Carlisle United will do well to emulate what happened after they last went to Reading, a game also played in the third tier at a time of rising hope at Brunton Park.

The most recent meeting between these two clubs, at the Royals’ former home of Elm Park, was as long ago as 1982. Unlike tonight’s fixture, it was a late-season showdown and, unlike the present predicament, Carlisle were competing very much at the right end of the table.

Not just that: they went into the game in Berkshire at the very top of a tight division. Bob Stokoe’s Blues, with four games to go, had a five-point lead ahead of Oxford United, with Lincoln City, Fulham and Burnley all a point further back.

It was a narrowly-fought promotion race with United having constructed their own chances on impeccable home form. Stokoe’s closely-knit side, featuring stars such as Trevor Swinburne, Bobby Parker, Jack Ashurst, Gordon Staniforth, Tommy Craig, Russell Coughlin, Paul Bannon and Pop Robson had won 17 of their 22 home games as hopes of a return to second-tier football were ignited.

It had been a five-year absence from that level yet United still had work to do in order to see it home – and a more modest away record gave rise to a certain trepidation as they prepared for the trip to Reading, who were slap bang in the middle of Division Three, albeit with a creditable home record themselves.

News and Star: The Division Three table before Carlisle's last visit to Reading in May 1982The Division Three table before Carlisle's last visit to Reading in May 1982 (Image: News & Star)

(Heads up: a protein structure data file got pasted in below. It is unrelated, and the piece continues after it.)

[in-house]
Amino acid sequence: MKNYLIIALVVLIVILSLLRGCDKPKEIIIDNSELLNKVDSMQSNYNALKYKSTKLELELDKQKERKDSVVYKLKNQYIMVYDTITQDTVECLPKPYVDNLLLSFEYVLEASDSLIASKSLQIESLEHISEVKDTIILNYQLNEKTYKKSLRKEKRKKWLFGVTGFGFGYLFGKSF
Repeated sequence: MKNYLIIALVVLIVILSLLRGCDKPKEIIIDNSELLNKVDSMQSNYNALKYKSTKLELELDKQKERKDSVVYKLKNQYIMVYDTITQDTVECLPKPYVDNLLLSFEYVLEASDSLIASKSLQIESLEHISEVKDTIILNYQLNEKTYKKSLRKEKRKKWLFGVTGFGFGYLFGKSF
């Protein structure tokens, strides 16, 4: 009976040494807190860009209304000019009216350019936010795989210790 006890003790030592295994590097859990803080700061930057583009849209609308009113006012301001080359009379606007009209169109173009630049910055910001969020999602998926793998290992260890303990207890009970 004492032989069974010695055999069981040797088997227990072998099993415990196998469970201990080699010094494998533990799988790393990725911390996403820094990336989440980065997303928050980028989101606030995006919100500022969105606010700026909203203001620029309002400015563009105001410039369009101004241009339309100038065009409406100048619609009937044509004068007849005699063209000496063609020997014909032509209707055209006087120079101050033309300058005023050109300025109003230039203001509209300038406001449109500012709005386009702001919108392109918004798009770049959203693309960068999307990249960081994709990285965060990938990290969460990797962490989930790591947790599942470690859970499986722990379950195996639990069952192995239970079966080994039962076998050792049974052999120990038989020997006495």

United had, in their previous game, slipped up against Burnley, keeping the door ajar for one of their rivals. The 1-0 defeat also brought a groin injury concern to defender Parker – yet Stokoe was remaining relatively upbeat.

“I’m not going to tempt fate and say that we are certainties to go up,” he said before the Reading trip. “But I would rather be sitting where I am than where Jim Smith at Oxford and Colin Murphy [at Lincoln] are now.

Carlisle were now at the stage where five more points would take them up, and fewer would probably be enough given the games facing their rivals. “We can’t rely on anyone else, and we can’t leave anything to chance,” offered the evergreen Robson, who was named North East football writers’ player of the year ahead of the game. He added: “People talk about the pressures involved in our position, but you get pressure in every walk of life, and this sort of pressure is a lot better than the sort we had last season.”

It was indeed a more refreshing campaign than 1980/81’s struggle – and, in front of a crowd of just 2,715 at Elm Park, the Blues inched closer to the line.

They could not claim the win that would make things all but secure, but United held their nerve against Maurice Evans’ Reading side that included an 18-year-old Neil Webb, the future England, Nottingham Forest and Manchester United star, as well as another young forward with a top-flight future, Kerry Dixon, plus future Wimbledon FA Cup winner Lawrie Sanchez.

News and Star: Lawrie Sanchez was among the future stars to face Carlisle in their most recent meeting with ReadingLawrie Sanchez was among the future stars to face Carlisle in their most recent meeting with Reading (Image: PA)

Indeed, the Cumbrians took the initiative as early as the 17th minute when, thanks to some trademark craft from midfielder Craig, they got in front. Craig held up a pass from Bannon before threading Tom Ritchie through the middle. The former Sunderland man’s finish was not emphatic, but home keeper Ron Fearon let it slide under him, and Carlisle were ahead.